Unit systemSI
Unit ofmagnetic flux density
Named afterNikola Tesla
1 T in ...... is equal to ...
   SI base units   1 kgs−2A−1
   Gaussian units   104 G

The tesla (symbol: T) is the unit of magnetic flux density (also called magnetic B-field strength) in the International System of Units (SI).

One tesla is equal to one weber per square metre. The unit was announced during the General Conference on Weights and Measures in 1960 and is named[1] in honour of Serbian-American electrical and mechanical engineer Nikola Tesla, upon the proposal of the Slovenian electrical engineer France Avčin.


A particle, carrying a charge of one coulomb (C), and moving perpendicularly through a magnetic field of one tesla, at a speed of one metre per second (m/s), experiences a force with magnitude one newton (N), according to the Lorentz force law. That is,

As an SI derived unit, the tesla can also be expressed in terms of other units. For example, a magnetic flux of 1 weber (Wb) through a surface of one square meter is equal to a magnetic flux density of 1 tesla.[2] That is,

Expressed only in SI base units, 1 tesla is:

where A is ampere, kg is kilogram, and s is second.[2]

Additional equivalences result from the derivation of coulombs from amperes (A), :

the relationship between newtons and joules (J), :
and the derivation of the weber from volts (V), :
The tesla is named after Nikola Tesla. As with every SI unit named for a person, its symbol starts with an upper case letter (T), but when written in full, it follows the rules for capitalisation of a common noun; i.e., tesla becomes capitalised at the beginning of a sentence and in titles but is otherwise in lower case.

Electric vs. magnetic field

In the production of the Lorentz force, the difference between electric fields and magnetic fields is that a force from a magnetic field on a charged particle is generally due to the charged particle's movement,[3] while the force imparted by an electric field on a charged particle is not due to the charged particle's movement. This may be appreciated by looking at the units for each. The unit of electric field in the MKS system of units is newtons per coulomb, N/C, while the magnetic field (in teslas) can be written as N/(C⋅m/s). The dividing factor between the two types of field is metres per second (m/s), which is velocity. This relationship immediately highlights the fact that whether a static electromagnetic field is seen as purely magnetic, or purely electric, or some combination of these, is dependent upon one's reference frame (that is, one's velocity relative to the field).[4][5]

In ferromagnets, the movement creating the magnetic field is the electron spin[6] (and to a lesser extent electron orbital angular momentum). In a current-carrying wire (electromagnets) the movement is due to electrons moving through the wire (whether the wire is straight or circular).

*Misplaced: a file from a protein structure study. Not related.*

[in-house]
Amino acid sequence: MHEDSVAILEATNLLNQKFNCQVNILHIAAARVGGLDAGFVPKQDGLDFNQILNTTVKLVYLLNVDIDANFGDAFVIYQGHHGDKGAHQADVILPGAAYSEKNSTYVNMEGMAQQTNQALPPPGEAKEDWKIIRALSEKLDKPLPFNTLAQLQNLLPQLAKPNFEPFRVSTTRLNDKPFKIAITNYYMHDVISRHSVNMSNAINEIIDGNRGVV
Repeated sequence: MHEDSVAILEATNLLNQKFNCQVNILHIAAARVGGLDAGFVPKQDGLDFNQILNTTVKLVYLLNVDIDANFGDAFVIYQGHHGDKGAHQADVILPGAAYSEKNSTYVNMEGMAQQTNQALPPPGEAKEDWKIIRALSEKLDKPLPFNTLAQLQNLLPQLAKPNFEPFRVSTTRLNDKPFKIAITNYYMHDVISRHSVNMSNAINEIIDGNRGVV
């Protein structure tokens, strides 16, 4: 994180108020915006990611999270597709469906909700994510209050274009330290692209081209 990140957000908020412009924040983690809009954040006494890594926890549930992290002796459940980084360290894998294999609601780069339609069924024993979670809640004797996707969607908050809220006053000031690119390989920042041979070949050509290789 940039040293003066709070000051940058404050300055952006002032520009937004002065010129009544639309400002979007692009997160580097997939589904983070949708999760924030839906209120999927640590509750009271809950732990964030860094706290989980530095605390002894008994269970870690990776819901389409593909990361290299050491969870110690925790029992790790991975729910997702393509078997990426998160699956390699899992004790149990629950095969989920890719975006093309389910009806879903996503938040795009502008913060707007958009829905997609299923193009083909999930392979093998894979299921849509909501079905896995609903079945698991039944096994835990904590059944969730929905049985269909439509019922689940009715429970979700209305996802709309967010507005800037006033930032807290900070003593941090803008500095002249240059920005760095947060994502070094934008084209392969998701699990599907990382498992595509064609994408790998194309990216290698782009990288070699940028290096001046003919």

Conversion to non-SI units

One tesla is equivalent to:[7][page needed]

For the relation to the units of the magnetising field (ampere per metre or Oersted), see the article on permeability.


Main article: Orders of magnitude (magnetic field)

The following examples are listed in the ascending order of the magnetic-field strength.

Notes and references

  1. ^ "Details of SI units". sizes.com. 2011-07-01. Retrieved 2011-10-04.
  2. ^ a b The International System of Units (SI), 8th edition, BIPM, eds. (2006), ISBN 92-822-2213-6, Table 3. Coherent derived units in the SI with special names and symbols Archived 2007-06-18 at the Wayback Machine
  3. ^ Gregory, Frederick (2003). History of Science 1700 to Present. The Teaching Company.
  4. ^ Parker, Eugene (2007). Conversations on electric and magnetic fields in the cosmos. Princeton University press. p. 65. ISBN 978-0691128412.
  5. ^ Kurt, Oughstun (2006). Electromagnetic and optical pulse propagation. Springer. p. 81. ISBN 9780387345994.
  6. ^ Herman, Stephen (2003). Delmar's standard textbook of electricity. Delmar Publishers. p. 97. ISBN 978-1401825652.
  7. ^ McGraw Hill Encyclopaedia of Physics (2nd Edition), C.B. Parker, 1994, ISBN 0-07-051400-3
  8. ^ "gamma definition". Oxford Reference. Retrieved 2 January 2024.
  9. ^ "EMF: 7. Extremely low frequency fields like those from power lines and household appliances". ec.europa.eu. Archived from the original on 2021-02-24. Retrieved 2022-05-13.
  10. ^ "Ultra-High Field". Bruker BioSpin. Archived from the original on 21 July 2012. Retrieved 4 October 2011.
  11. ^ "Superconducting Magnet in CMS". Retrieved 9 February 2013.
  12. ^ "The Strongest Permanent Dipole Magnet" (PDF). Retrieved 2 May 2020.
  13. ^ "ISEULT – INUMAC". Retrieved 17 February 2014.
  14. ^ "ITER – the way to new energy". Retrieved 19 April 2012.
  15. ^ Hesla, Leah (13 July 2020). "Fermilab achieves 14.5-tesla field for accelerator magnet, setting new world record". Retrieved 13 July 2020.
  16. ^ Berry, M. V.; Geim, A. K. (1997). "Of Flying Frogs and Levitrons" by M. V. Berry and A. K. Geim, European Journal of Physics, v. 18, 1997, p. 307–13" (PDF). European Journal of Physics. 18 (4): 307–313. doi:10.1088/0143-0807/18/4/012. S2CID 1499061. Archived from the original (PDF) on 8 October 2020. Retrieved 4 October 2020.
  17. ^ "The 2000 Ig Nobel Prize Winners". August 2006. Retrieved 12 May 2013.)
  18. ^ "Superconductor Traps The Strongest Magnetic Field Yet". 2 July 2014. Retrieved 2 July 2014.
  19. ^ a b "Mag Lab World Records". Media Center. National High Magnetic Field Laboratory, USA. 2008. Retrieved 24 October 2015.
  20. ^ "World record pulsed magnetic field". Physics World. 31 August 2011. Retrieved 26 January 2022.)
  21. ^ D. Nakamura, A. Ikeda, H. Sawabe, Y. H. Matsuda, and S. Takeyama (2018), Magnetic field milestone